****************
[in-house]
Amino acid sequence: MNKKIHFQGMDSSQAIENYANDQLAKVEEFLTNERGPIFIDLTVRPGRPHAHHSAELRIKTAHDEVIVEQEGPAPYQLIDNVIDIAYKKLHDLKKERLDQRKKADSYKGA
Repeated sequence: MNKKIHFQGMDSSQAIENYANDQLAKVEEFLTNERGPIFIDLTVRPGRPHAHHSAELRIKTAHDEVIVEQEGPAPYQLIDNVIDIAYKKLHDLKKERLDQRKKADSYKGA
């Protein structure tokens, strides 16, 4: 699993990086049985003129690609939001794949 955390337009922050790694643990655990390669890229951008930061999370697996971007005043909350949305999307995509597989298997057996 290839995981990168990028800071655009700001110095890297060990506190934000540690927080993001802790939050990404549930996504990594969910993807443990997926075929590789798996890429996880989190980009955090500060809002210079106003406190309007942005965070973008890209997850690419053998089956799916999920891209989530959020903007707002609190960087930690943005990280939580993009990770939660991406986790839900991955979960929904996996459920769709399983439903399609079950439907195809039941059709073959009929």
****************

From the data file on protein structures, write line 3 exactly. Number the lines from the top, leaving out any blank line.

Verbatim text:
Repeated sequence: MNKKIHFQGMDSSQAIENYANDQLAKVEEFLTNERGPIFIDLTVRPGRPHAHHSAELRIKTAHDEVIVEQEGPAPYQLIDNVIDIAYKKLHDLKKERLDQRKKADSYKGA